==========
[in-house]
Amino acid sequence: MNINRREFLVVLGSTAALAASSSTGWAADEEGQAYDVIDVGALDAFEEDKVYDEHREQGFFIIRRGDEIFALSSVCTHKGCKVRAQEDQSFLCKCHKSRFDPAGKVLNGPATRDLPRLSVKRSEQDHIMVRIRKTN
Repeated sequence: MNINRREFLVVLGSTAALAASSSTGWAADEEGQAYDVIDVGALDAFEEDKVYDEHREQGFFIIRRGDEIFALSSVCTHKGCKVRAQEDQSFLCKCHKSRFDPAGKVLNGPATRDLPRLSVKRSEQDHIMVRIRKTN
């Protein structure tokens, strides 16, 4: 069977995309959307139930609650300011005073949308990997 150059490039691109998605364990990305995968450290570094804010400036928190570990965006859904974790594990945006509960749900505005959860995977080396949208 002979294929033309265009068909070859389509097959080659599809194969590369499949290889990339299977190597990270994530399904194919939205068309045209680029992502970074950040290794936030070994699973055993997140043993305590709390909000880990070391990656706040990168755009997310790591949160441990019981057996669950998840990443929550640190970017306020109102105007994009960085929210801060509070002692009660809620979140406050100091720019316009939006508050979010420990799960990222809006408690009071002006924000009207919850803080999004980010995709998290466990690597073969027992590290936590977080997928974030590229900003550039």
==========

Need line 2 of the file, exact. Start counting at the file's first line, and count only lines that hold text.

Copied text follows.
Amino acid sequence: MNINRREFLVVLGSTAALAASSSTGWAADEEGQAYDVIDVGALDAFEEDKVYDEHREQGFFIIRRGDEIFALSSVCTHKGCKVRAQEDQSFLCKCHKSRFDPAGKVLNGPATRDLPRLSVKRSEQDHIMVRIRKTN